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Hymns of Prudentius: The Cathemerinon; Or, The Daily Round
Translated by David R. Slavitt.
Johns Hopkins University Press, 80 pages, $19.95.

The fourth-century Latin poet and father of the Church, Aurelius Prudentius Clemens, has always had an audience. Incorporated into the Catholic breviary, his hymns have enjoyed a respectful if sometimes uncomprehending audience for over fifteen centuries. He was widely read as a Christian poet well into the eighteenth century, and his work provided a model for many English poets engaged by religious themes. “Intrat pectora candidus pudica, / quae templi vice consecrata rident / postquam conbiberint Deum medullis,” he wrote in his “Hymn After Meat.” (“In His purity He enters chaste hearts, which are consecrated as His temple, smiling brightly when they have drunk deep of God,” as H. J. Thomson renders it in his Loeb Library translation.) John Milton echoes these lines in Book 1 of Paradise Lost, when he requests inspiration from “chiefly Thou O Spirit, that dost prefer / Before all other Temples th’ upright heart and pure.”

Somewhere along the line, however, Prudentius seems to have disappeared from the view of poets writing in English. There hasn’t been an important translation of his work in many years, and I took up this new, rhymed version of Prudentius by David Slavitt––coeditor of The Complete Roman Drama in Translation and translator of Ovid, Virgil, Seneca, and the Psalms––wanting very much to like it. Here’s how Slavitt, who describes himself as “a skeptical Jewish aesthete of the late twentieth century,” translates the same passage from the “Hymn After Meat”:

Into the bosom’s temple of
who keep his image
enshrined therein,
He enters, but departs
should there be any taint of

Prudentius may have his limitations as a poet, but what is the point of rendering his work in this faint English doggerel? Besides The Daily Round, which Slavitt has translated, Prudentius wrote a number of other poems, including Psychomachia, an allegorical epic about spiritual warfare. Though no one would mistake Prudentius for Virgil or Dante, his poems have their admirers, even among contemporary scholars. He was among the first poets to combine classical forms and Christian faith. He has flashes of intense visual imagination, as in his Sixth Hymn, where the Last Judgment is dreamed as a carefully composed fresco.

More sustained than his vision of judgment is his statement of Christian faith and doctrine in verse. Prudentius is, first and last, a believer: “With voice at least let my soul honor God, if with good deeds she cannot,” he declares in his own preface. “With hymns let her link the days together, and no night pass without singing of her Lord. Let her fight against heresies, expound the Catholic faith, trample on the rites of the heathen, strike down thy idols, O Rome, devote song to the martyrs, and praise the apostles.”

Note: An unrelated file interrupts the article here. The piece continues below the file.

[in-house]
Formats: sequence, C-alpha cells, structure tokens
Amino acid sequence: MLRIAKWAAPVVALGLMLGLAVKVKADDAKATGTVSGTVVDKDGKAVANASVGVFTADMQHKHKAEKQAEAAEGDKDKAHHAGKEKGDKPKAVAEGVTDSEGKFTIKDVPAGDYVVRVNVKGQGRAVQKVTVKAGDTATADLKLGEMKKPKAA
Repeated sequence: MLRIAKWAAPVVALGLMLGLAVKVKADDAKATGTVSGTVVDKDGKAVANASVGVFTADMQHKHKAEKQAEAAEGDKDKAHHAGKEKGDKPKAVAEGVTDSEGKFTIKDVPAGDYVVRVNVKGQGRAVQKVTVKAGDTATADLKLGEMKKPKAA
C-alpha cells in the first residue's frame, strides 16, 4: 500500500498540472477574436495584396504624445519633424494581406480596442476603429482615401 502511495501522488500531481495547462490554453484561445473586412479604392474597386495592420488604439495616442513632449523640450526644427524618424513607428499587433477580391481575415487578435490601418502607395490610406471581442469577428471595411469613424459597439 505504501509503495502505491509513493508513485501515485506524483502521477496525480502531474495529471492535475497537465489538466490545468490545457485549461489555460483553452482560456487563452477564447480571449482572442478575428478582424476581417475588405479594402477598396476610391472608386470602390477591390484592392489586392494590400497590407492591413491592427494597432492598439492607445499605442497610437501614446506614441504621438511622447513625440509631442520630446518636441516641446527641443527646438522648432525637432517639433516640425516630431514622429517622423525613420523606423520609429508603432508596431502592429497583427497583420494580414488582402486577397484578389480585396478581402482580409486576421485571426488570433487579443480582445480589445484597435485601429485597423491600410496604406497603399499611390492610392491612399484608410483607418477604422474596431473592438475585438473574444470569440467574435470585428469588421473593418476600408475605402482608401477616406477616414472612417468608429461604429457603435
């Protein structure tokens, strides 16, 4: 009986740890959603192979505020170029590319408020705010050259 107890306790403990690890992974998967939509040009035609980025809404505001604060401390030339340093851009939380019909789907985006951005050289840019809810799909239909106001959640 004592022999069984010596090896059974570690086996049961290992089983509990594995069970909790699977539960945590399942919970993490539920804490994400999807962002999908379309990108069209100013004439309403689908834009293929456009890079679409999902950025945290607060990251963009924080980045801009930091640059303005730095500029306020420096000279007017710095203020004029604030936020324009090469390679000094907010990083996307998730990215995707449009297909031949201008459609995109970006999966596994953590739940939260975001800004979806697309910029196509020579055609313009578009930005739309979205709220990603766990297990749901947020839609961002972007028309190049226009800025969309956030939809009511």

David Slavitt, his new translator, however, is a man declining to believe. Reading the Hymns of Prudentius “purely as a connoisseur, which, of course, involves my looking at them as if,” Slavitt declares in his introduction that he can “pretend to a faith that even to a skeptic is comforting and nourishing.” He’s right, of course, that the willing suspension of disbelief is a necessary condition of literature. But suspension of disbelief is not the same as lack of conviction, which is the stuff of life to both the poetic and the religious imagination. Take away conviction and what remains is bare pretense.

As a translator of Latin hymns, Slavitt hopes “that purity of heart will somehow help” resolve the complex, paradoxical needs of “talent, intelligence, sophistication, and erudition,” placed in the service of “honesty and innocence.” His way is the way of poetry rather than of religion. It was not Prudentius’ way, but that doesn’t necessarily mean Slavitt is wrong. It does mean, however, that he must stand on his own “purity of heart.” The only fair question to ask of Slavitt’s version is, Just how faithful is the translator to his own as if ?

For the religious poet, poems are the practical embodiment of a spiritual life. Criticism can’t come to grips with good poetry by talking only about the craft of the poetry; the poems themselves draw the critic into discussions of life and the world. The first limitations a poem betrays are technical, the poet’s failure to master his craft. But in the presence of technical mastery, the poem’s limitations become personal, human, the poet’s coming to the ends of his understanding of the living world. The quality and dimension of what he knows distinguishes the major poet from the minor one. Milton appears enormous by this light. William Shakespeare the person is unimaginable.